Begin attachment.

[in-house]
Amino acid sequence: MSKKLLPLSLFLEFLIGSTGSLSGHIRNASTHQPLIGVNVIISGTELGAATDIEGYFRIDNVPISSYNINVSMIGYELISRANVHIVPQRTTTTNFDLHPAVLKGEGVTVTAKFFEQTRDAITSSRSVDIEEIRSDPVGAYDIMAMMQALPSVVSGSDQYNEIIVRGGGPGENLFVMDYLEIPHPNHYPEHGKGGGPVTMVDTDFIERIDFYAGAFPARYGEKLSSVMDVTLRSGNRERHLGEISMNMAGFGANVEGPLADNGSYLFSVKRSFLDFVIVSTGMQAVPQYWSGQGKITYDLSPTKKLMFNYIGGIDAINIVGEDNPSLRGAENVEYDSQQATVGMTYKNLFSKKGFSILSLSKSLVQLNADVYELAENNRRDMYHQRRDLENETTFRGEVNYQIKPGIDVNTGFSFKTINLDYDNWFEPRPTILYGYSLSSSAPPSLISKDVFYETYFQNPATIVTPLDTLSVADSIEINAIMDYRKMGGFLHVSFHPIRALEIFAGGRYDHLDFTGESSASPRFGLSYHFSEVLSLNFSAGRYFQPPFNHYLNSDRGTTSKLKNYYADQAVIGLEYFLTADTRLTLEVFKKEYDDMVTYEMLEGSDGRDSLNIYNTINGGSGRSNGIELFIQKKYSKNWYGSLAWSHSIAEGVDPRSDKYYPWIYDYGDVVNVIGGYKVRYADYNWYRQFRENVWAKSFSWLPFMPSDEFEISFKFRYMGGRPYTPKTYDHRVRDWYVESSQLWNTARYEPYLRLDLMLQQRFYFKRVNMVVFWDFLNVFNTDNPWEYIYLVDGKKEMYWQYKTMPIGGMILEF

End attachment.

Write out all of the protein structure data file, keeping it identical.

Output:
[in-house]
Amino acid sequence: MSKKLLPLSLFLEFLIGSTGSLSGHIRNASTHQPLIGVNVIISGTELGAATDIEGYFRIDNVPISSYNINVSMIGYELISRANVHIVPQRTTTTNFDLHPAVLKGEGVTVTAKFFEQTRDAITSSRSVDIEEIRSDPVGAYDIMAMMQALPSVVSGSDQYNEIIVRGGGPGENLFVMDYLEIPHPNHYPEHGKGGGPVTMVDTDFIERIDFYAGAFPARYGEKLSSVMDVTLRSGNRERHLGEISMNMAGFGANVEGPLADNGSYLFSVKRSFLDFVIVSTGMQAVPQYWSGQGKITYDLSPTKKLMFNYIGGIDAINIVGEDNPSLRGAENVEYDSQQATVGMTYKNLFSKKGFSILSLSKSLVQLNADVYELAENNRRDMYHQRRDLENETTFRGEVNYQIKPGIDVNTGFSFKTINLDYDNWFEPRPTILYGYSLSSSAPPSLISKDVFYETYFQNPATIVTPLDTLSVADSIEINAIMDYRKMGGFLHVSFHPIRALEIFAGGRYDHLDFTGESSASPRFGLSYHFSEVLSLNFSAGRYFQPPFNHYLNSDRGTTSKLKNYYADQAVIGLEYFLTADTRLTLEVFKKEYDDMVTYEMLEGSDGRDSLNIYNTINGGSGRSNGIELFIQKKYSKNWYGSLAWSHSIAEGVDPRSDKYYPWIYDYGDVVNVIGGYKVRYADYNWYRQFRENVWAKSFSWLPFMPSDEFEISFKFRYMGGRPYTPKTYDHRVRDWYVESSQLWNTARYEPYLRLDLMLQQRFYFKRVNMVVFWDFLNVFNTDNPWEYIYLVDGKKEMYWQYKTMPIGGMILEF